Massachusetts Gov. Charlie Baker’s team is reportedly not happy with a proposal on how to manage the ongoing opioid crisis in the state.
Suffolk District Attorney Rachael Rollins proposed the state refrain from prosecuting some drug possession crimes and certain minor crimes. Her proposal came one day after Baker’s top public safety official, Thomas Turco III, also criticized Rollins’ suggestion to have pretrial release conditions include GPS monitoring and orders to stay away from certain areas or people.
"Not everyone gets the benefit of the Baker family when they have interacted with the criminal justice system," said Rollins on Friday. "They don't get to not get arrested, have the state police that reports to them handle the investigation etc."
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NBC10 Boston asked Rollins if she was referring to an incident last year when Baker's son was accused of inappropriately touching a woman on a plane.
"I don't know if that's what I said," Rollins answered. "But I'm simply saying there's certain people that benefit with the system the way it is right now."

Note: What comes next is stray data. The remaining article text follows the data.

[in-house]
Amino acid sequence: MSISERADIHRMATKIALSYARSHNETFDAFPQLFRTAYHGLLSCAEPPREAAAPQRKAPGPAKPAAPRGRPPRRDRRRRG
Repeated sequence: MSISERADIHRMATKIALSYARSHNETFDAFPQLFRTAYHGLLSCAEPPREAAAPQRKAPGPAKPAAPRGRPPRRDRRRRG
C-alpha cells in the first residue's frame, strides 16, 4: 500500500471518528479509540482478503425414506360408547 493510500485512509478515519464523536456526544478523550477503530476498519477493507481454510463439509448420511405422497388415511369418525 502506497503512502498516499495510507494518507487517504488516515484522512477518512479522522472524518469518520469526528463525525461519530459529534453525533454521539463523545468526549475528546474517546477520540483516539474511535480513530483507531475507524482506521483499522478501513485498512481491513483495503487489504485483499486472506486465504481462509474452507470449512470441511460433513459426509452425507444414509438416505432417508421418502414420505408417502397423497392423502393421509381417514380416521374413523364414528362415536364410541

In a letter Rollins received Thursday, Turco expressed concern over some of her more controversial reforms including a no-prosecute list for "low-level crimes" like shoplifting and drug possession and prioritizing diversion over incarceration.
NBC10 Boston asked Rollins if she was offended by the letter to which she responded, "As your new DA, and the first woman to have this job, it has been very apparent to me that the men that were in this position before me were treated with quite a bit more respect."
Rollins outlined her proposals in a 65-page memo a week ago. She reportedly responded to Turco’s comments by saying she was "excited" he shares her commitment to finding a way to resolve the crisis.
When Baker was asked Friday if Turco should have called Rollins instead of sending a letter he said that when people sometimes talk, key elements of conversations can be missed.
"If you put something in writing, it gives people sort of something to work off of," Baker said.
Later on Friday, the Baker Administration issued a statement on Rollins.
"The administration does not engage in personal attacks, and raised specific and legitimate public safety concerns that could affect the residents of the Commonwealth," Communications Director Lizzy Guyton said. "We hope for an ongoing, productive dialogue on the important issues raised by Secretary Turco."